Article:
In recent posts I’ve described a couple of instances where state and local governments leveraged the geography of their physical borders. They’ve generated tax revenue from outsiders who had no electoral standing to challenge it. As examples, I discussed situations found in the Southwick Jog of Massachusetts and the interstate highway traveling through northern Delaware. But every once in awhile the tables are turned, and private citizens are able to use geography to stick it to the government. That’s exactly what happened in Colonial Beach, Virginia.
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A whole confluence of events merged in Colonial Beach in the middle of the 20th Century. It’s necessary to understand a little of the geography and the history of this location to appreciate the situation.
A large urban population grew along the Potomac River where the coastal plain met the fall line of the Piedmont: Washington, DC, the capital of the United States. City dwellers needed a break from sweltering summer heat and some time away from the crowds but their choices were limited to the transportation available to them. Steamships became a great option for a river town like Washington, and a wonderful mile-long sandy beach sat just 65 miles downstream on Virginia’s Northern Neck. Developers realized the potential. They built hotels, platted streets and sold lots for summer cottages. They named the whole enterprise Colonial Beach. Urbanites could ride the steamships downriver, relax for a week on the beach and the boardwalk, and sail home refreshed.
Things began to change with the automobile. Road networks improved and expanded. Colonial Beach continued to remain popular throughout the first half of the 20th Century particularly as a weekend destination. However, the roads opened other choices. The end was in sight when Maryland pursued a bridge across the middle Chesapeake Bay to connect Annapolis with the Eastern Shore, which they finally completed in 1952 after years of planning and construction. If Washingtonians could drive directly to the "real" beaches, those strung along the Atlantic coasts of Maryland and Delaware, could some silly sandbar along the river compete?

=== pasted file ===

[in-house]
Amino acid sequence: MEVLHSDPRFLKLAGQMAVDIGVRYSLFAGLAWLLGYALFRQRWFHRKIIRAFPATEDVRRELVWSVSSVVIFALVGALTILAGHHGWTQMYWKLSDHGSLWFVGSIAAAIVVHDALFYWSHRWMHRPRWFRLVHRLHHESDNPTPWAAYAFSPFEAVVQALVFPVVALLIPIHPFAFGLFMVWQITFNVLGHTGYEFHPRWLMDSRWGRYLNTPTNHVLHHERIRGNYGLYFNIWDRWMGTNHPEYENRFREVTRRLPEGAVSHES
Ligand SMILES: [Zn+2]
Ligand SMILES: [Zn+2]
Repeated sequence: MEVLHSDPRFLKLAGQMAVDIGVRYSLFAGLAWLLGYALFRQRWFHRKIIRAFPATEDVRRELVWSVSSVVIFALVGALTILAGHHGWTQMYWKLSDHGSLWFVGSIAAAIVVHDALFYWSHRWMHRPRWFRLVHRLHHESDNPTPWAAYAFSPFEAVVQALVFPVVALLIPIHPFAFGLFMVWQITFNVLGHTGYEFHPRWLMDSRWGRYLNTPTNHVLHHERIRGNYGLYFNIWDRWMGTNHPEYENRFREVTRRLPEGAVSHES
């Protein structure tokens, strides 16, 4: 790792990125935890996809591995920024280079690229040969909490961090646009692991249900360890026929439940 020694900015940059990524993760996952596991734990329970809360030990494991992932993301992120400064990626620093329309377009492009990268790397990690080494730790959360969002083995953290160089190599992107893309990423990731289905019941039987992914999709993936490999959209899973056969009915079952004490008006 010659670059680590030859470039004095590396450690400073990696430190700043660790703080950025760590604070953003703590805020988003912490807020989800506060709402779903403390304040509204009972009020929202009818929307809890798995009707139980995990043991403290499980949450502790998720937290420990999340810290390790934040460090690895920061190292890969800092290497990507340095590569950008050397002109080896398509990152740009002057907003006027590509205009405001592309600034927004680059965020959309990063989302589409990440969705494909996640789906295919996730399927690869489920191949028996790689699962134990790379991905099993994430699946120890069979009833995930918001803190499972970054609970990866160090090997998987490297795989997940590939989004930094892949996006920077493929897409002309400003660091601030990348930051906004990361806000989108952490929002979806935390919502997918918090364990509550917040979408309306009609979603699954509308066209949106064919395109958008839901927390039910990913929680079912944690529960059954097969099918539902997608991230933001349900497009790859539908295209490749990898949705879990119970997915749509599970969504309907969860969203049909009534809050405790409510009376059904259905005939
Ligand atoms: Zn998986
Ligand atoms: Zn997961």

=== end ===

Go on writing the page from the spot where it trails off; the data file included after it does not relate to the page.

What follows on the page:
Colonial Beach’s hoteliers and entrepreneurs struck upon a brilliant idea. They realized a simple fact (that I’ve previously discussed), that the state of Maryland owned this stretch of the Potomac River outright. It wasn’t split down the middle like typical river borders. They also knew that Maryland had a more permissive outlook on social issues than their conservative neighbors in Virginia. Appropriate to this situation, Maryland allowed slot machine gambling and the sale of alcoholic beverages by the the glass. So in 1949 the businessmen of Colonial Beach began erecting piers into the river. At the end of the piers they built casinos, and all of them accessible from Virginia but technically not part of Virginia.
Virginia, as one can imagine, took a dim view of this development. Not only was this an affront to their moral outlook but they lacked any standing to tax the resulting gambling revenue since those activities took place above Maryland waters. Colonial Beach boomed. People called it "Las Vegas on the Potomac" and well-heeled crowds filled the hotels and paraded down the boardwalk. Pictures and post cards portrayed a prosperous, popular setting.
There is an anecdote, probably apocryphal, about Virginia’s attempt to halt the gambling on their doorstep. It falls into the category of "don’t necessarily believe everything you read on the Internet" but it’s amusing so I’ll repeat it.
At one time the State of Virginia said that since the pier to the casino was attached to Virginia that the gambling was illegal. The owners of the casinos solved the problem by sawing a break in the pier, therefore severing the connection to Virginia. Problem solved.
The party finally ended about ten years later. Virginia convinced Maryland to change their statutes to outlawed riverfront gambling in 1958. Colonial Beach faded into an obscurity. Half a century later it may only now be recovering.